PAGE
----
Maple (Canyon)

We are out west again, this time in Maple Canyon, Utah, rock climbing for two weeks. We’re doing routes this year, at the behest of our friends in Arizona, who couldn’t swing a trip to Hueco Tanks earlier in the spring. For those that don’t know, Maple has a rather unique geology–massive, arching walls of sandstone cobbles held together with a cement of sediment. It’s a wonder that the routes stay together at all, or that the bolts hold more than body weight. The routes do mostly stay together (newer routes tend to have loose cobbles, and even established lines can shed pebbles sometimes), and a bolt hasn’t failed yet.

The climbing, too, is unique–likely as close to gym climbing as I’ve ever experienced. In four days of climbing, there has been exactly one move on one route that lacked large footholds. The cobbles themselves ranges from small crimpers to massive basketball slopers, with lots of good handholds in between. So what makes it challenging? The steepness and the length. We’ve spent all of our time at the Left Fork, where the routes are generally at least 80 feet high, and almost always overhang. I’ve yet to do anything “hard,” failing at the top of several 5.12 onsight attempts. Fitness is king here, and I am lacking (it seems I need roughly ten more feet of fitness–with that, I may have a reasonable tick list already).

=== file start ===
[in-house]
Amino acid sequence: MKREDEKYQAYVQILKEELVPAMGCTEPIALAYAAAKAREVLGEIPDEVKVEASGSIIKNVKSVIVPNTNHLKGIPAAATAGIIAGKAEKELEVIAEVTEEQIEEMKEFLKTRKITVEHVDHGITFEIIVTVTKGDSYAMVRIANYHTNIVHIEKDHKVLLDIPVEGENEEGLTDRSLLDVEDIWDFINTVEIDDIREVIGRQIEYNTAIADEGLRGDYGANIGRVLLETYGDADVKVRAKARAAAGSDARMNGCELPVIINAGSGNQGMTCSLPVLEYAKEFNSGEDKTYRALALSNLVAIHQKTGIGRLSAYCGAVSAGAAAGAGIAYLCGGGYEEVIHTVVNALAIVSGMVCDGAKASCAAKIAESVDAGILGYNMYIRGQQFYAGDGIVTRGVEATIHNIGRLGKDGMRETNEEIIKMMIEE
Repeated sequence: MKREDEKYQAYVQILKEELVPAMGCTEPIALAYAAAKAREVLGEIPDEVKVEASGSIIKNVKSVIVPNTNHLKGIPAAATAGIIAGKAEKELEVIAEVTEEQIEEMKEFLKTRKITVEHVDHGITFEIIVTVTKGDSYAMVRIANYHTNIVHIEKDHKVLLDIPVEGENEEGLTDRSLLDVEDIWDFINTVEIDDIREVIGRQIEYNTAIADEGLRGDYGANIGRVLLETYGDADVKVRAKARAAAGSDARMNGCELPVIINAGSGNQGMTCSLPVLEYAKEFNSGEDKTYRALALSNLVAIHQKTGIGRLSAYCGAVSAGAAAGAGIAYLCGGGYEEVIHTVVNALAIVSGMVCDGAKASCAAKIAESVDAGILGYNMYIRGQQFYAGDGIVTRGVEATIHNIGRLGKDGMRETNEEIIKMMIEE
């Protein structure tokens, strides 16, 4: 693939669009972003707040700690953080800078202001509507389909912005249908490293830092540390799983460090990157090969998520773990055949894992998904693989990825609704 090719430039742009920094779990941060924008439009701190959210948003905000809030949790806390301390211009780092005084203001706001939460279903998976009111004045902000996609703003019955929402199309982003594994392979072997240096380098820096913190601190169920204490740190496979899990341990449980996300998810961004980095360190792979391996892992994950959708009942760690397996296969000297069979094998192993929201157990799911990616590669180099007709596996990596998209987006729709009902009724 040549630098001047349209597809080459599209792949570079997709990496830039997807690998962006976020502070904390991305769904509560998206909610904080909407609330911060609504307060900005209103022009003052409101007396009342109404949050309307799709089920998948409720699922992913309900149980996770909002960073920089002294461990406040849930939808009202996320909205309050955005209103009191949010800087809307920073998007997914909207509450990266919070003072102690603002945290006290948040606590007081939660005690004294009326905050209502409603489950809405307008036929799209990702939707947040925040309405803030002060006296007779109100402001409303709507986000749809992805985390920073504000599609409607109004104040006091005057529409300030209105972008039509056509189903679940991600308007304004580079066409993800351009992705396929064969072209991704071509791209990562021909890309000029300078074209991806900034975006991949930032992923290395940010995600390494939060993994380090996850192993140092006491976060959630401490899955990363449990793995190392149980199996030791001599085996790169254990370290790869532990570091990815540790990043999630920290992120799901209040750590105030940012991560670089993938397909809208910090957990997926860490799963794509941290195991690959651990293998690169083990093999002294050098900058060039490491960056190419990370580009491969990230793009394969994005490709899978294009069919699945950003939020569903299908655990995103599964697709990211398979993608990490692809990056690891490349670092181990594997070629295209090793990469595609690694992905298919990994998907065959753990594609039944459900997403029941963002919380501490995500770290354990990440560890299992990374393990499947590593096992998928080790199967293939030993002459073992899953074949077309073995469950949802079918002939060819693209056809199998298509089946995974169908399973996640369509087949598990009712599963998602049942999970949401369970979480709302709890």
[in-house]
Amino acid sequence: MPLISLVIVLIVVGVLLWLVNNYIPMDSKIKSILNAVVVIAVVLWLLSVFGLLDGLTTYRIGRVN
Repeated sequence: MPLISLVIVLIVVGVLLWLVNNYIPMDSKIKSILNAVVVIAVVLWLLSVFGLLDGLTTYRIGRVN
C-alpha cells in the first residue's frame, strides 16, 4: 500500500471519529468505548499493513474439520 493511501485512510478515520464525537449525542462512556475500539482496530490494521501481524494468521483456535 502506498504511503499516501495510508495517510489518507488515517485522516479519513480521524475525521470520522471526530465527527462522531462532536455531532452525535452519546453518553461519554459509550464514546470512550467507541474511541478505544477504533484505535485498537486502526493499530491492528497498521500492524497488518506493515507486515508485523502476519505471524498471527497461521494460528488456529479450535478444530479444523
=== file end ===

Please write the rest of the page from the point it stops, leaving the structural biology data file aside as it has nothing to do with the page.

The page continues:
Even will all the failures, the climbing is still loads of fun. The movement is interesting, and rarely scary (though I will admit to some nerves at the top of a 35 meter 5.8, silently praying one of the cobbles wouldn’t escape the matrix whilst I stood on it), meaning it is easy to push yourself, and enjoy yourself, even if you are falling your way up the route.

Internet connectivity has been rather limited, so we’ll hopefully have photos available when we return to PGH.